Seaspan Shipyards to Build Polar Icebreaker for Canadian Coast Guard

Seaspan Shipyards has been chosen by the Canadian government to design and build a Polar Icebreaker, the flagship of the Canadian Coast Guard’s icebreaking fleet, as part of the country’s National Shipbuilding Strategy program.

The icebreaker, Seaspan’s fourth class of NSS vessel, is to be built at the company’s Vancouver shipyard, Seaspan revealed in early May. The vessel is to be built concurrently with the second Joint Support Ship for the Royal Canadian Navy, one of the largest naval vessels by length ever to be built in Canada, and one of the largest and most advanced ocean science research ships for the Canadian Coast Guard.

With Canada’s current largest icebreaker, CCGS Louis S. St-Laurent, due to retire at the end of the decade after 60 years of service, there’s a need to begin work on a multi-year replacement program.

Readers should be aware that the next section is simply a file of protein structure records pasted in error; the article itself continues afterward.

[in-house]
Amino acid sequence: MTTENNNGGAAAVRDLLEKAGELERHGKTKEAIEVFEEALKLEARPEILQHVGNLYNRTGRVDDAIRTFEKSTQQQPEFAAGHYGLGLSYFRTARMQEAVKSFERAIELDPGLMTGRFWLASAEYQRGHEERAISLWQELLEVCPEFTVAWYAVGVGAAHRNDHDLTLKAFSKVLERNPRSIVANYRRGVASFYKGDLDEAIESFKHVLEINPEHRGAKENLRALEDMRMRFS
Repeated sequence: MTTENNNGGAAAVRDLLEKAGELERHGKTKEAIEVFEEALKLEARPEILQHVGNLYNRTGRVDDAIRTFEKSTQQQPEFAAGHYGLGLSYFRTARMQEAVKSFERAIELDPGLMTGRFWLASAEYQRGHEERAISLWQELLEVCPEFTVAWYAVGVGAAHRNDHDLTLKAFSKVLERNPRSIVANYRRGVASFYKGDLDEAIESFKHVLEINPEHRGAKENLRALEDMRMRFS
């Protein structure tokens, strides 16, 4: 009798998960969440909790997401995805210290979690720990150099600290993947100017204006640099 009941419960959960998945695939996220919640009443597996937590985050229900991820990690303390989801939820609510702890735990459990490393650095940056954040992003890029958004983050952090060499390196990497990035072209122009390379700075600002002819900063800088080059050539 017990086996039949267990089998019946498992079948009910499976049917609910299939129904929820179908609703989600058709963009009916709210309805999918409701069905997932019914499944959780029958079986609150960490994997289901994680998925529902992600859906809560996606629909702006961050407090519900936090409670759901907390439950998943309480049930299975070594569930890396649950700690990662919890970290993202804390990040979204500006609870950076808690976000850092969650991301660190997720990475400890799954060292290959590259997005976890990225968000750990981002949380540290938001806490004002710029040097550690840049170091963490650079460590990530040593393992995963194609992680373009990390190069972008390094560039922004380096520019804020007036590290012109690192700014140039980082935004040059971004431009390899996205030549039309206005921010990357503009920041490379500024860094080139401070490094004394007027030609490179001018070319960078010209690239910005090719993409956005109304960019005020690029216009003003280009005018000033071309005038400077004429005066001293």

The new icebreaker would be the largest ship in the Coast Guard fleet and will play a critical role in enabling the Canadian Coast Guard to patrol and protect 243,000 km of coastline, according to the CCG. Nearly 70% of the coastline is in the Arctic, a region of increasing interest from other countries and a growing national priority for Canada.

The multi-mission ship is also expected to provide vital resupply to Arctic communities, support Arctic science, help ensure the free flow of trade and safe commercial shipping, and conduct search and rescue and environmental response, according to the Canadian government.

Seaspan is set to work with Canada’s marine industry leaders on the icebreaker’s construction, including Genoa Design International in Newfoundland and Labrador and Heddle Shipyards in Ontario, along with hundreds of small and medium Canadian companies.

The new ship construction program is expected to sustain about 1,400 jobs at Seaspan’s Vancouver shipyard, as well as 1,400 additional jobs in the marine industry across the country.